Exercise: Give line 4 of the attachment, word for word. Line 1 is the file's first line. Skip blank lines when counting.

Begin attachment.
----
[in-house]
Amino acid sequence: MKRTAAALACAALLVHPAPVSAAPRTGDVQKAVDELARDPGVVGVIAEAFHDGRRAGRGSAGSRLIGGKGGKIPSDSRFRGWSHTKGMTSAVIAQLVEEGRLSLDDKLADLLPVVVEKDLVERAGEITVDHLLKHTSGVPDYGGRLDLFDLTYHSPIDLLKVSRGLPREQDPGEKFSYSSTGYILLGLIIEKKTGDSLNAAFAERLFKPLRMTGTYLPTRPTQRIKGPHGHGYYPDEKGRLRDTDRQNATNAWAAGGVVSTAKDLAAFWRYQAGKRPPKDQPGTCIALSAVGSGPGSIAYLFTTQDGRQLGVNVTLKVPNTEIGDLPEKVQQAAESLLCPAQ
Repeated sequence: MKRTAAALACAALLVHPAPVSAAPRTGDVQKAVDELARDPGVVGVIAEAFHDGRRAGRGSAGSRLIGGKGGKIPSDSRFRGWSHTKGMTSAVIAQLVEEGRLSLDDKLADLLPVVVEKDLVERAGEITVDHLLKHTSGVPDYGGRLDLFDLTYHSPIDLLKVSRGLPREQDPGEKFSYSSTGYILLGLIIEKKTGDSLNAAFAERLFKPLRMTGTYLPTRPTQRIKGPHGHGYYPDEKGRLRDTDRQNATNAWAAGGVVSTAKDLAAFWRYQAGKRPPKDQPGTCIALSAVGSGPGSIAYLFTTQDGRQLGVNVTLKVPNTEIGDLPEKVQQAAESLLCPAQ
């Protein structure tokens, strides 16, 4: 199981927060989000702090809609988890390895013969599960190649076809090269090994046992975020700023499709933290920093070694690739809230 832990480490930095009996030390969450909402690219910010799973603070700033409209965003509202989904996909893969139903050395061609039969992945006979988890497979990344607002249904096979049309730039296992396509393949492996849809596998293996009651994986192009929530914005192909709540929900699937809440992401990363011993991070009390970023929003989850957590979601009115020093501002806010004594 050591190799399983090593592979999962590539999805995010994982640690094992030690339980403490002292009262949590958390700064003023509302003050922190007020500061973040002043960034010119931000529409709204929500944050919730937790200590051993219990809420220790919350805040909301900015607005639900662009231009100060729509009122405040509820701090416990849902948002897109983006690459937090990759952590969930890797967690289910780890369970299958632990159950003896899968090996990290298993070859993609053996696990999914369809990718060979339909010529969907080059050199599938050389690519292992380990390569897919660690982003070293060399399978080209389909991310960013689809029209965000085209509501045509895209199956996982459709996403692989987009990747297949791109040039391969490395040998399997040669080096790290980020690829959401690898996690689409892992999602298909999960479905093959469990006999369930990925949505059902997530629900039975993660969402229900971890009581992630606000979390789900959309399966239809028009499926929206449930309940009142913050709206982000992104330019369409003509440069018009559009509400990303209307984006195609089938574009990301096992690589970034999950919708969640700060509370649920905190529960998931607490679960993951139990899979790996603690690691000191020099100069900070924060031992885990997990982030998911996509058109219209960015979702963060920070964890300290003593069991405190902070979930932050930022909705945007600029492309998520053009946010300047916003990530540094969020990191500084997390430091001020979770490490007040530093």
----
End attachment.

């Protein structure tokens, strides 16, 4: 199981927060989000702090809609988890390895013969599960190649076809090269090994046992975020700023499709933290920093070694690739809230 832990480490930095009996030390969450909402690219910010799973603070700033409209965003509202989904996909893969139903050395061609039969992945006979988890497979990344607002249904096979049309730039296992396509393949492996849809596998293996009651994986192009929530914005192909709540929900699937809440992401990363011993991070009390970023929003989850957590979601009115020093501002806010004594 050591190799399983090593592979999962590539999805995010994982640690094992030690339980403490002292009262949590958390700064003023509302003050922190007020500061973040002043960034010119931000529409709204929500944050919730937790200590051993219990809420220790919350805040909301900015607005639900662009231009100060729509009122405040509820701090416990849902948002897109983006690459937090990759952590969930890797967690289910780890369970299958632990159950003896899968090996990290298993070859993609053996696990999914369809990718060979339909010529969907080059050199599938050389690519292992380990390569897919660690982003070293060399399978080209389909991310960013689809029209965000085209509501045509895209199956996982459709996403692989987009990747297949791109040039391969490395040998399997040669080096790290980020690829959401690898996690689409892992999602298909999960479905093959469990006999369930990925949505059902997530629900039975993660969402229900971890009581992630606000979390789900959309399966239809028009499926929206449930309940009142913050709206982000992104330019369409003509440069018009559009509400990303209307984006195609089938574009990301096992690589970034999950919708969640700060509370649920905190529960998931607490679960993951139990899979790996603690690691000191020099100069900070924060031992885990997990982030998911996509058109219209960015979702963060920070964890300290003593069991405190902070979930932050930022909705945007600029492309998520053009946010300047916003990530540094969020990191500084997390430091001020979770490490007040530093």